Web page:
JOHANNESBURG (Reuters) - South Africa’s white farmers on Wednesday criticized the ruling African National Congress’ (ANC) decision to endorse constitutional changes to allow the state to seize land without compensation, saying the move would be “catastrophic”.
On Tuesday night, President Cyril Ramaphosa announced the decision by the ANC’s top decision-making organ to push ahead with plans to amend the constitution to allow for the expropriation of land without compensation. [nL5N1UR8OX]
More than two decades after the end of apartheid, whites still own most of South Africa’s land and ownership remains a highly emotive subject.
Investors said Ramaphosa’s speech was aimed at winning political points ahead of an election in mid-2019.
AfriForum, an organization that mostly represents white South Africans on issues like affirmative action, said in a statement land expropriation without compensation would have “catastrophic results ... like in Venezuela and Zimbabwe”.
“History teaches us that international investors, regardless of what AfriForum or anyone else says, are unwilling to invest in a country where property rights are not protected,” AfriForum’s Chief Executive Kallie Kriel said.
Analysts at investment giant Old Mutual said the president was aiming to control the narrative around land reform, which has so far been dominated by the opposition Economic Freedom Fighters (EFF) party, before the election.
“It could be a very clever chess move,” Old Mutual Investment Group’s managing director Khaya Gobodo said at a media briefing, adding that Ramaphosa was trying to reduce the possibility of negative outcome from the land expropriation exercise by clearly staking out ANC’s plan on the matter.
Market reaction to the speech was initially negative, with rand falling as much as 2 percent, but recovered almost half of those losses on Wednesday. [nL5N1UR8OX]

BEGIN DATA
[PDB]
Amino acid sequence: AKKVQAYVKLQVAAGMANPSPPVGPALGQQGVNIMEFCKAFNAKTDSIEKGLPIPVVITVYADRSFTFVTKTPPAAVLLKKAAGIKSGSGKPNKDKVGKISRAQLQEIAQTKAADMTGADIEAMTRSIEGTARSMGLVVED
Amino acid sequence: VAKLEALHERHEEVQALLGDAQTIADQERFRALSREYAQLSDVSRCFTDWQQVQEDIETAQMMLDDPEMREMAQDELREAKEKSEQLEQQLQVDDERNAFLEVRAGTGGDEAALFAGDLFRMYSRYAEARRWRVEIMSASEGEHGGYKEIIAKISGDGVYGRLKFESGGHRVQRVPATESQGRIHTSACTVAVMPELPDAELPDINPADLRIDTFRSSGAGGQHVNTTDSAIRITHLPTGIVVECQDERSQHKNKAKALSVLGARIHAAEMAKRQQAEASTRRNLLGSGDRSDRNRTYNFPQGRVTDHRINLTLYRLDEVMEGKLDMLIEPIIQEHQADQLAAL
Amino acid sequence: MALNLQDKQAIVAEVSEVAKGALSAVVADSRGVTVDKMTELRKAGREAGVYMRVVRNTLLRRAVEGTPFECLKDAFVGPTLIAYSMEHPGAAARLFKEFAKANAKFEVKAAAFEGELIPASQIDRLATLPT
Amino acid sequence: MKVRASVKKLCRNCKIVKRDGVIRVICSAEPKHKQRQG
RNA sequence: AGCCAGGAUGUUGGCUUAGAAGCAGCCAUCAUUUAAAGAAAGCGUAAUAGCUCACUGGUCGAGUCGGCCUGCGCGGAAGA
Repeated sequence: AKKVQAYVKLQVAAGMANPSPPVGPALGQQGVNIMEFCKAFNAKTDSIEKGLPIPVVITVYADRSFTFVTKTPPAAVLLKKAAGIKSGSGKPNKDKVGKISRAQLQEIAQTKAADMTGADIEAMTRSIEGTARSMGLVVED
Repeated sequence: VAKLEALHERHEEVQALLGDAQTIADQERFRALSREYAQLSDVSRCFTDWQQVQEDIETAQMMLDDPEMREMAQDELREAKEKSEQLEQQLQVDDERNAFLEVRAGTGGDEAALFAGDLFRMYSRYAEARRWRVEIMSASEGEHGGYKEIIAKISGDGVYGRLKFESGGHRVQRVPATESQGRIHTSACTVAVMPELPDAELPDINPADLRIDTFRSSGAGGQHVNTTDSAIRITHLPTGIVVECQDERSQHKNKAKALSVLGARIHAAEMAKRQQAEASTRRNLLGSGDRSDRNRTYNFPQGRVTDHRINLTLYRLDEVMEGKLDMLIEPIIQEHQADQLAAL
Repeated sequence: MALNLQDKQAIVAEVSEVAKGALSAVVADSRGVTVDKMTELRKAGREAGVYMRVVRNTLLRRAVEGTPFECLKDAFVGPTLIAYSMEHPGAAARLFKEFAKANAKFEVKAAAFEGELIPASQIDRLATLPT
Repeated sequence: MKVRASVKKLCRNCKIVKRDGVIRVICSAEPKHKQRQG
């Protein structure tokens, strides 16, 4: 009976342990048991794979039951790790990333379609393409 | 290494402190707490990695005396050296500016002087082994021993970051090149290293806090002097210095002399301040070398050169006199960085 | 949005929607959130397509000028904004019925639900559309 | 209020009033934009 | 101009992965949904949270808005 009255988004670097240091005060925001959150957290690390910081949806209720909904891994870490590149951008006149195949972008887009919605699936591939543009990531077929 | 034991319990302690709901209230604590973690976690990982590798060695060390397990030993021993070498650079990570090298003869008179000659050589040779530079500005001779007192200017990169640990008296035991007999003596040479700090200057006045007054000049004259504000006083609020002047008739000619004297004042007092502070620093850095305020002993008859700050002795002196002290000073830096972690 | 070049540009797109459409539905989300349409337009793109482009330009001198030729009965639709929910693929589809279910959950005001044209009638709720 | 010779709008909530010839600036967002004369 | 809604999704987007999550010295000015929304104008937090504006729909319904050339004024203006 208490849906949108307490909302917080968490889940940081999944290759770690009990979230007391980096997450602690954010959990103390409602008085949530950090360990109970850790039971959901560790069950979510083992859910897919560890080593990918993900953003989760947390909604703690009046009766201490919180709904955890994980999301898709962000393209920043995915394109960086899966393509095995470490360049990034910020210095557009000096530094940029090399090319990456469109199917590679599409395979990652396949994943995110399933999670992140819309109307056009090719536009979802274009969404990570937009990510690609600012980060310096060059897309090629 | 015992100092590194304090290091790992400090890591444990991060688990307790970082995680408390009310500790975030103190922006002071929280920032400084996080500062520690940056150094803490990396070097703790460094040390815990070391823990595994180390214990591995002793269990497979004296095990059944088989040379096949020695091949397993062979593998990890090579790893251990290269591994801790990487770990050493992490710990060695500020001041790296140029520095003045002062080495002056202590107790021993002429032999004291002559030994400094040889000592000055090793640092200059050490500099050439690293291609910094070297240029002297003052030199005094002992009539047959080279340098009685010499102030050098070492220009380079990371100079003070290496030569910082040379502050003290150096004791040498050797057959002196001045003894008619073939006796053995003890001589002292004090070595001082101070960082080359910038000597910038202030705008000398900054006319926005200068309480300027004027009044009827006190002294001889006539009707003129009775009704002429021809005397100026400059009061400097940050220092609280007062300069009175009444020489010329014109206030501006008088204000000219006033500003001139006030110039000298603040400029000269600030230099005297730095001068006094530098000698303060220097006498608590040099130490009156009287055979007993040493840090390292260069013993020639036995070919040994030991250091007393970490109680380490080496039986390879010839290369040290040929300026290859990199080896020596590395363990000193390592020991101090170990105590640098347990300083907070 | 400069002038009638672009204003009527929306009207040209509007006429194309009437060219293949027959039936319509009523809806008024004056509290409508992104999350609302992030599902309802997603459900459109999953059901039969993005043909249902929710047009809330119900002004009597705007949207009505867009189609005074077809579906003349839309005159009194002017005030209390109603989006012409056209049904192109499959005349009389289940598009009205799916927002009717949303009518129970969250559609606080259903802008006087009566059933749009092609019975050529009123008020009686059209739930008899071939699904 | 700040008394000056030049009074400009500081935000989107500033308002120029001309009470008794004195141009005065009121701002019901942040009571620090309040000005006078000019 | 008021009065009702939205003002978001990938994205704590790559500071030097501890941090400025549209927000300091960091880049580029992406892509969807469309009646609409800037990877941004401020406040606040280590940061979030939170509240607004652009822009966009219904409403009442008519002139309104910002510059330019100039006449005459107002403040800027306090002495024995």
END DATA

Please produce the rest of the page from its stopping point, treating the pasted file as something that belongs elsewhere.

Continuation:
The 2044 bond chalked up the steepest losses, falling nearly 1.4 cents to its lowest level in nearly four weeks, according to Tradeweb data. The cost of insuring exposure to South Africa’s sovereign debt also rose with five year credit default swaps climbing as high as 188 basis points, an 8 bps jump from Tuesday’s close and a near-three week high, according to data provider IHS Markit.
South Africa’s parliament in February passed a motion brought by the radical left party, the EFF, to carry out land expropriation without compensation.
A team of lawmakers was then given the task of canvassing public opinion on whether section 25 of the Constitution needs amending to allow for the expropriation of land without compensation. The process is still ongoing, and analysts said Ramaphosa’s speech had pre-empted the lawmakers’ work.
Some analysts said it was not all doom and gloom and that eventually Ramaphosa will propose relatively limited amendments.
“Land will not be nationalized, there will be no Zimbabwe-style land seizures and the constitution will only allow expropriation without compensation in a narrow set of circumstances,” Ben Payton, Head of Africa at Verisk Maplecroft, said.
Additional reporting by Alexander Winning in Johannesburg and Karin Strohecker in London; Editing by James Macharia and Angus MacSwan
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